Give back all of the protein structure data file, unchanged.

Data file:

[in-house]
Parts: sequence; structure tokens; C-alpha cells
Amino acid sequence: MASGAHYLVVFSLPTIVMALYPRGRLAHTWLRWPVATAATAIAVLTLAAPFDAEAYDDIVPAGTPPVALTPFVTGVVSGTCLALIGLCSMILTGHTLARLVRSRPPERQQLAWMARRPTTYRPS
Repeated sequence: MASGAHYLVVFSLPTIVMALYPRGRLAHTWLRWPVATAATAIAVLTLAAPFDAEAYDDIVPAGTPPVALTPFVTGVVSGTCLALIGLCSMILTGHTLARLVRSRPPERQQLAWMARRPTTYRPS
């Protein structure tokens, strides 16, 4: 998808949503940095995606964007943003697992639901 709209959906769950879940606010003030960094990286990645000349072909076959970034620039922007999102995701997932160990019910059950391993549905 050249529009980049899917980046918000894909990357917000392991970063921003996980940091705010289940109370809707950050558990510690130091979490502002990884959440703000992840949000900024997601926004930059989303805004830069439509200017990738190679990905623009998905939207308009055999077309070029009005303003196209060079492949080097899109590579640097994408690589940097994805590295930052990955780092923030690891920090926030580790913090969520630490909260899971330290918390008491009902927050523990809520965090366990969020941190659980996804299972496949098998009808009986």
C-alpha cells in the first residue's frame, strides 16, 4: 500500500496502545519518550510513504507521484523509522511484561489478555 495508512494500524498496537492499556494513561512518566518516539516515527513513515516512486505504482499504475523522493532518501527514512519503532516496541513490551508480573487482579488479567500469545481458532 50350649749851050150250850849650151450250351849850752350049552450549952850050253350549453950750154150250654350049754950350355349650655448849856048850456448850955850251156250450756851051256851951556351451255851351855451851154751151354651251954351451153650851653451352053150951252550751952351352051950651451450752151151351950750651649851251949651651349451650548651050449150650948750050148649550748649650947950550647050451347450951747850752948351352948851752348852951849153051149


[in-house]
Parts: sequence; structure tokens; C-alpha cells
Amino acid sequence: MASGAHYLVVFSLPTIVMALYPRGRLAHTWLRWPVATAATAIAVLTLAAPFDAEAYDDIVPAGTPPVALTPFVTGVVSGTCLALIGLCSMILTGHTLARLVRSRPPERQQLAWMARRPTTYRPS
Repeated sequence: MASGAHYLVVFSLPTIVMALYPRGRLAHTWLRWPVATAATAIAVLTLAAPFDAEAYDDIVPAGTPPVALTPFVTGVVSGTCLALIGLCSMILTGHTLARLVRSRPPERQQLAWMARRPTTYRPS
């Protein structure tokens, strides 16, 4: 998808949503940095995606964007943003697992639901 709209959906769950879940606010003030960094990286990645000349072909076959970034620039922007999102995701997932160990019910059950391993549905 050249529009980049899917980046918000894909990357917000392991970063921003996980940091705010289940109370809707950050558990510690130091979490502002990884959440703000992840949000900024997601926004930059989303805004830069439509200017990738190679990905623009998905939207308009055999077309070029009005303003196209060079492949080097899109590579640097994408690589940097994805590295930052990955780092923030690891920090926030580790913090969520630490909260899971330290918390008491009902927050523990809520965090366990969020941190659980996804299972496949098998009808009986």
C-alpha cells in the first residue's frame, strides 16, 4: 500500500496502545519518550510513504507521484523509522511484561489478555 495508512494500524498496537492499556494513561512518566518516539516515527513513515516512486505504482499504475523522493532518501527514512519503532516496541513490551508480573487482579488479567500469545481458532 50350649749851050150250850849650151450250351849850752350049552450549952850050253350549453950750154150250654350049754950350355349650655448849856048850456448850955850251156250450756851051256851951556351451255851351855451851154751151354651251954351451153650851653451352053150951252550751952351352051950651451450752151151351950750651649851251949651651349451650548651050449150650948750050148649550748649650947950550647050451347450951747850752948351352948851752348852951849153051149